In college I was introduced to the concept of the 5 love languages and the personality quiz you can take to find out which of the five is your primary love language. I was thinking about the quiz recently and decided to read the book “The 5 Love Languages” by Gary Chapman to better understand what the love languages are and how to more effectively use that knowledge in my life. The book explains that every person receives love differently and Dr. Chapman created 5 categories to summaries some common ways people give and receive love. The categories are: words of affirmation, acts of service, quality time, physical touch, and gifts. The chapters of the book break down this concept showing examples of how understanding this has helped couples improve romantic relationships, while also explaining that this theory can help you understand how your friends, family, and other loved ones best receive love and how you, knowing this information, can fill up their “love tank”. I took away many things from this book, but I wanted to make a few call outs of things that I thought were important and somethings that don’t necessarily come naturally to everyone (myself included).
- How you love is a language
People receive, and in turn, give love in different ways. The ways people receive love can be so drastically different that a good way to explain the difference is to compare this to two people speaking different languages. At first glance, that sounds a bit crazy. It’s just love… how hard can it be to understand? Then I tried applying it to myself. Some actions are more important to me than others. My primary love languages are quality time and words of affirmation. This means that I feel more loved or feel like my “love tank” is full when someone takes time out of their day to have a conversation with me than if that same person were to give me a hug. The difference of importance to me may (and most likely will) be different than what is important to people I care about.
- It’s important to understand how you receive and give love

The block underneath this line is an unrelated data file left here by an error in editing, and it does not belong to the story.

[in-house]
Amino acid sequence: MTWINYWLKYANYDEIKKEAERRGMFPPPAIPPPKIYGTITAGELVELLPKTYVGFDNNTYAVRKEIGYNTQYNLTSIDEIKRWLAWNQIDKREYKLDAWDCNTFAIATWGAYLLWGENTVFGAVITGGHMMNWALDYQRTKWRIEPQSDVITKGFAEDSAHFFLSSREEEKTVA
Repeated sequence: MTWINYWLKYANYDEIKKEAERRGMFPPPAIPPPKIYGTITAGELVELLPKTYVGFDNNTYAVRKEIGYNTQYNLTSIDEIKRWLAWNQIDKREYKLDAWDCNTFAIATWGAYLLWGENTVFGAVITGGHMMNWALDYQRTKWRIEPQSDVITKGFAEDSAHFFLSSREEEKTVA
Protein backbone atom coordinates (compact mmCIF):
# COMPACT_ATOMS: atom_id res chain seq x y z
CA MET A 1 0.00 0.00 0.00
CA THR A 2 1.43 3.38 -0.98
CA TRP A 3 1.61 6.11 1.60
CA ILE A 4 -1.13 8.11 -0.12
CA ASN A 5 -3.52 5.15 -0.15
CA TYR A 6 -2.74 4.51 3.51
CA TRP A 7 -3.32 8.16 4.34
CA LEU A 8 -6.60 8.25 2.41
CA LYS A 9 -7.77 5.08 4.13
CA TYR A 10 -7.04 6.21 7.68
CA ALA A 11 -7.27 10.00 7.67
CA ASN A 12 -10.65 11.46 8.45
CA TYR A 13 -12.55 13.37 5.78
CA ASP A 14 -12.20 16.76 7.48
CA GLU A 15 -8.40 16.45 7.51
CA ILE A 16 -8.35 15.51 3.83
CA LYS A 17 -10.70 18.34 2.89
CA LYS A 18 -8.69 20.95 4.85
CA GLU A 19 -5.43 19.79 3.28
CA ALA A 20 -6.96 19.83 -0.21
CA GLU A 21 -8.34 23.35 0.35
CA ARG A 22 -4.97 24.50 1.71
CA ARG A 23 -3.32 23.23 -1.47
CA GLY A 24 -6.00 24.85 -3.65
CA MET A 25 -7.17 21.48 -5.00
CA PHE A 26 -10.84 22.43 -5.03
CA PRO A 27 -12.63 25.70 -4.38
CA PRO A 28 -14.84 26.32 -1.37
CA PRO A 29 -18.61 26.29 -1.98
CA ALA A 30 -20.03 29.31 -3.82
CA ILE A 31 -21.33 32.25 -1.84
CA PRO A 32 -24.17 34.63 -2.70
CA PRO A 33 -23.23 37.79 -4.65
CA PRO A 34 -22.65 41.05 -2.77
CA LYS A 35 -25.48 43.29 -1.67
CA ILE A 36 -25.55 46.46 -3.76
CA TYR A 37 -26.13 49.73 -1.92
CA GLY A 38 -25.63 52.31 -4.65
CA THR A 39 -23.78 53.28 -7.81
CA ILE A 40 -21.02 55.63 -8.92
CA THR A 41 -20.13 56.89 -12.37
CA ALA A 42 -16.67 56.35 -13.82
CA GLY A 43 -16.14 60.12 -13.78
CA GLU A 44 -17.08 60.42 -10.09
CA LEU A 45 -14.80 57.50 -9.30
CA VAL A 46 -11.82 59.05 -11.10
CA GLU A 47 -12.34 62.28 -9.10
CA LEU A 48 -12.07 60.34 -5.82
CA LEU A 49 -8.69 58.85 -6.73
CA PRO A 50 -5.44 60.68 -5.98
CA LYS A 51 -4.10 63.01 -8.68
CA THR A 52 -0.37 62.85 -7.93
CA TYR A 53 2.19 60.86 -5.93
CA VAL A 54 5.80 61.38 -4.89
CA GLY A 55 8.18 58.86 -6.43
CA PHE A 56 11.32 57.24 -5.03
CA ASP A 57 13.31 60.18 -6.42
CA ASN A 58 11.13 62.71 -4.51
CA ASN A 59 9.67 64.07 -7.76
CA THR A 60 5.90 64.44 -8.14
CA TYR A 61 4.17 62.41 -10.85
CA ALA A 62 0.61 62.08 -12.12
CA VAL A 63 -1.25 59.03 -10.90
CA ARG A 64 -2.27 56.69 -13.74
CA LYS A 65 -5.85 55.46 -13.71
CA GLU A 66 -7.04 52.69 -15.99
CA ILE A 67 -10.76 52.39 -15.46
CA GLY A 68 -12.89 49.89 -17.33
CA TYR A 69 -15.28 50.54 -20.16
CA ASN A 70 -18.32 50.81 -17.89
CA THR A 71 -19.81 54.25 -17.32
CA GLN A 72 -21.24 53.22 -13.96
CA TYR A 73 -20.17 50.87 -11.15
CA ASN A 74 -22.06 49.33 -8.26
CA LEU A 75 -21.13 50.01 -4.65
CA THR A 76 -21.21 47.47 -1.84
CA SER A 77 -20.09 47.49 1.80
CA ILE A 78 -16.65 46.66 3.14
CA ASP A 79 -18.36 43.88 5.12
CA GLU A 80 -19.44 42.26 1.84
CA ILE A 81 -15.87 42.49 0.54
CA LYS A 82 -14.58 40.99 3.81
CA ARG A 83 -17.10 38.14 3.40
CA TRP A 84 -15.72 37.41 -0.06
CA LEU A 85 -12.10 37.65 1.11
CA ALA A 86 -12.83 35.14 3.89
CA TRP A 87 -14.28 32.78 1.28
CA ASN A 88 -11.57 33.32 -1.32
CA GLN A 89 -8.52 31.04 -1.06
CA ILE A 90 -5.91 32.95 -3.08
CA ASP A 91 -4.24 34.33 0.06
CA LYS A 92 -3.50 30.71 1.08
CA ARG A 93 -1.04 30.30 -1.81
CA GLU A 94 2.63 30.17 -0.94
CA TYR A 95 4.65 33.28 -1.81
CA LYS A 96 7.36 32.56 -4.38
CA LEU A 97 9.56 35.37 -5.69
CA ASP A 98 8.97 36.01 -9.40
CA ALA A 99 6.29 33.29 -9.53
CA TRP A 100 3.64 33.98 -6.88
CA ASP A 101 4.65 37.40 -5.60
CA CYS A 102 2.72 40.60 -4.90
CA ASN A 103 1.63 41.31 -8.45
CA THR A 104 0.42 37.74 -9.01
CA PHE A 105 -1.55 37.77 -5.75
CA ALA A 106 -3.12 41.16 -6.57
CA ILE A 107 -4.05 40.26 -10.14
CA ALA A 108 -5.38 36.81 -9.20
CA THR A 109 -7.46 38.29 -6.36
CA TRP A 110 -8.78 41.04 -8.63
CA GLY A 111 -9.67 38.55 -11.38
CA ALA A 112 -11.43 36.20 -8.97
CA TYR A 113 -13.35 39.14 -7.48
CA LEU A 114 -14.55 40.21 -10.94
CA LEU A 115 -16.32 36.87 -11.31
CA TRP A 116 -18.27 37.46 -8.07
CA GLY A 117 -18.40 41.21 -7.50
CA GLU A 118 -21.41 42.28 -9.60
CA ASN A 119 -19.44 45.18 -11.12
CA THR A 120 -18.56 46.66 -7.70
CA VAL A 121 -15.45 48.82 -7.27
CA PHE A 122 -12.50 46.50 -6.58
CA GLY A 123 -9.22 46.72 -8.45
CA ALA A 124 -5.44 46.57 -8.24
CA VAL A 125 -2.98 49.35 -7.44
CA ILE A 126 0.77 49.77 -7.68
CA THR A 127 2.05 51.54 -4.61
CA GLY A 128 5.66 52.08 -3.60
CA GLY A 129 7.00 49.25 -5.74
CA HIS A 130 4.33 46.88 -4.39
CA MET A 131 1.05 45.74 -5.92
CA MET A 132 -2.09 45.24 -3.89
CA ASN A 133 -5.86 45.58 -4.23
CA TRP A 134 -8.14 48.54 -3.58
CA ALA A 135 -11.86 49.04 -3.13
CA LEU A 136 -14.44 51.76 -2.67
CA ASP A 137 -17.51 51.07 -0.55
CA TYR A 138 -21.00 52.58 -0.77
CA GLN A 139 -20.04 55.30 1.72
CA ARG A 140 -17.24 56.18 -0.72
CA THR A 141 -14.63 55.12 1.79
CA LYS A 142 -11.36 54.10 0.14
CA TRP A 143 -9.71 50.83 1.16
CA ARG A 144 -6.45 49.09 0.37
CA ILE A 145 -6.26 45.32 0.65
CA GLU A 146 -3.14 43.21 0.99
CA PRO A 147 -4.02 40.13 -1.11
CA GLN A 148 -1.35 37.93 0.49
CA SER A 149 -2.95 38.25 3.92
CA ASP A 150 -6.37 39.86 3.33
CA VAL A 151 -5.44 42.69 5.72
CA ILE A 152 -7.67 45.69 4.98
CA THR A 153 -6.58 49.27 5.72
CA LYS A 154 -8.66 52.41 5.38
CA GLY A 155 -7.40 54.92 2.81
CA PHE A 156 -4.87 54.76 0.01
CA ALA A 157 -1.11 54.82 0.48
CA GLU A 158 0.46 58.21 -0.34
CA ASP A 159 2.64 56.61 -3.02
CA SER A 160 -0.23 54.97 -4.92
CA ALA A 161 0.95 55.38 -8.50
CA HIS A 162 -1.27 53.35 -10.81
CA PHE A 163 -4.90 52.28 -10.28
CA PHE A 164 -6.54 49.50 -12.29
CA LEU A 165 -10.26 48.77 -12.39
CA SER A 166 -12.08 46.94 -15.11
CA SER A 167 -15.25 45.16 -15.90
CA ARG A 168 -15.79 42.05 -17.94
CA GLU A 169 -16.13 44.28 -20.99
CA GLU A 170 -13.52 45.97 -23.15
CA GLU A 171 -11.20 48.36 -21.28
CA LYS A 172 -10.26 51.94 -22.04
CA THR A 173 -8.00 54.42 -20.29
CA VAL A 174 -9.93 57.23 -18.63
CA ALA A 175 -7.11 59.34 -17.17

Understanding how you give and receive love can be huge in how you go about making relationships with other people. For one, if you understand how you receive love, you now know how to ask for it. You will also notice that you try and give others love in the same way that you prefer to receive it. It makes sense. If I feel loved when someone tells me they love me, then others must feel loved when I express to them that I love them, right? A big part of this is looking at yourself and your actions and understanding how the actions of your loved ones make you feel.
- The people you care about may receive love differently than you
In the same way that it is important to understand how you receive love, it’s equally important to understand how the people you care for receive love. Knowing that I enjoy quality time can be confusing if I am trying to love someone who’s primary love language is physical touch. I may be expressing all of my love and spending all of my energy on intimate conversations, but the person I care for will not feel loved, even when I am trying my hardest. Their “love tank” will be empty even when I am exerting all of my effort trying to fill it.
- Love is a state and an action
The concept of love can be difficult to understand, but breaking down the state and the action helped me understand how to continue to give and receive it. Being “in-love” is a state of being. Think the beginning of a new relationship when you are still in the “honeymoon” phase. Or think of the beginning of a new friendship, when you think that person is amazing and can do no wrong. This state is wonderful and your “love tank” feels constantly full. According to Dr.Chapman, that phase can only last a maximum of two years. That’s it. Nothing more. So how do couples stay in love and how do friends stay close? This is when we need to understand love as an action. The act of love is the physical effort of acting on a primary love language. For example, I love my friend who lives far away and I know her primary love language is quality time, I know her “love tank” gets full when we have conversations on the phone, so I call her. That is an act of love. If a person’s love language is acts of service, an act of love can be vacuuming the house. When the “honeymoon” phase has ended, these actions are what keep the tanks full and the relationship alive.
- Love is a choice
Knowing all of the information is well and good, but the most important point to drive home is that love is a choice. Those actions of love are choices being made by one person to keep their loved one’s tank full. You cannot force someone to love you, they need to make that decision on their own. Be it a romantic partner, a friend, or a family member. They have the choice to act in love toward you. You can help them understand your love language, and you can ask them to help you learn their language, but at the end of the day, they need to make the decision that the love you share is a priority to them and they are willing to act on it.
I highly recommend reading “The 5 Love Languages” or even just taking the quiz to better understand how you give and receive love and try and notice when your “love tank” is more full or more empty. Noticing the difference and learning to ask for what makes you feel loved is empowering. Knowing yourself better can only help you.